BERLIN, Germany — When former Zalando executive Luisa Krogmann decided to start her own upscale shoe brand, Aeyde, the resolve to sell exclusively through its own website, rather than department stores or boutiques, seemed like a no-brainer. Why hand a big slice of each sale to a wholesaler when e-commerce offered a direct connection to consumers?
She quickly changed her mind.
After some initial success following the Berlin-based brand’s launch, Aeyde needed to find an affordable way to grow brand recognition and reach new customers. When a chance collaboration with an upscale boutique in Hamburg sold better than expected, Krogmann said she realised wholesale was the answer to her problems. Today, Aeyde generates 40 percent of its sales from department stores like Galeries Lafayette in Paris and Lane Crawford in Hong Kong, as well as boutiques like Assembly in Los Angeles and New York.
“We really saw the potential that boutique businesses and high end luxury retail had for our brand,” said Krogmann, who co-founded Aeyde with Constantin Langholz-Baikousis in 2015.
Lots of brands underestimate the cost of growing without any wholesale support.
Direct-to-consumer brands have had a good run over the last few years, with start-ups like Allbirds and Everlane generating tens of millions of dollars in sales through their own stores and website. But as the pool of fashion brands fighting for eyeballs on Instagram and Facebook becomes more and more crowded, the cost of acquiring customers is spiralling out of control. Many brands are reaching the conclusion that it’s worth accepting slimmer margins with a wholesaler rather than going it alone online.
“Lots of brands underestimate the cost of growing ... without any wholesale support,” said Joel Jeffery, co-founder of sleepwear brand Desmond & Dempsey, which started partnering with wholesalers about two years after launching in September 2014 (today, wholesale makes up 20 percent of the business). “So much of your marketing budget is going on that customer acquisition piece.”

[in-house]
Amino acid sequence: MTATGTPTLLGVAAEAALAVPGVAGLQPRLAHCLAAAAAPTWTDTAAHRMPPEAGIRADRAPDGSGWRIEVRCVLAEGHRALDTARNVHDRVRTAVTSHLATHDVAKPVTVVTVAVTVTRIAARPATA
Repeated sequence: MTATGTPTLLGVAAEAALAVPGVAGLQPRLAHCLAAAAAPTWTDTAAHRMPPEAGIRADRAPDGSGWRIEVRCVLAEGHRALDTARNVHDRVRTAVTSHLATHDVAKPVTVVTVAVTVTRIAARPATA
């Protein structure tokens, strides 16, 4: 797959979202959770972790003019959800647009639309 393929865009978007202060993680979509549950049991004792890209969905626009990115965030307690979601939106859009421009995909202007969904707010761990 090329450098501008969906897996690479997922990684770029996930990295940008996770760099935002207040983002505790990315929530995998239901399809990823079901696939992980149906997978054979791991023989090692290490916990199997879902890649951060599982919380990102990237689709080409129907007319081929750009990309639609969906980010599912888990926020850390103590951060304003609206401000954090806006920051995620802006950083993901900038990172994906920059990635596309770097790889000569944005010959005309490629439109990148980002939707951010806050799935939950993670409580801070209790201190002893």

Deciding to go wholesale is one thing, knowing which stores to work with and how aggressively to pursue this strategy is another. Here are five tips to help any direct-to-consumer business get started.
Decide Wholesale’s Share of Sales Up Front
A brand needs to set goals for what it wants out of its wholesale and direct-to-consumer businesses. Wholesale potentially brings higher sales and greater brand awareness, but lower margins; carefully controlling the size of the wholesale business will take less of a toll on the bottom line. La Ligne, an elevated basics brand founded in 2016, keeps wholesale at 20 percent of the overall business.
“You’re essentially getting paid for customer acquisition, brand awareness, all of that kind of stuff. I think of it as a marketing cost, a customer acquisition cost, that’s how I model it out for the overall business,” said Molly Howard, the brand’s co-founder and chief executive.
Brands should build some flexibility into their model, however. Hatch, a maternity wear brand founded in 2011, generates 10 percent of sales from wholesale, but is aiming to shrink that share as its direct business continues to grow, said Ariane Goldman, the brand’s founder. She said the return on wholesale isn’t healthy enough to justify taking focus off the core business.
“The advantages are there, but the expenses are there as well, and the expenses are not just dollars. It’s the bandwidth of the team,” Goldman said. “If you’re making half the profit on a wholesale relationship, and you have to hire a team to manage it, you might even be breaking even at the end of the day, and you have to weigh whether or not the exposure is worth that.”
Be Prepared: Wholesale Is Hard Work
Partnering with even one or two wholesale accounts can be a challenging shift. Direct-to-consumer brands must learn how to mock up wholesale inventory line sheets, find time to schedule sales meetings with buyers and ensure that orders arrive on time to avoid fees.
“Logistically it’s a lot of work, straight up,” Howard said. “It’s a whole other world of business.”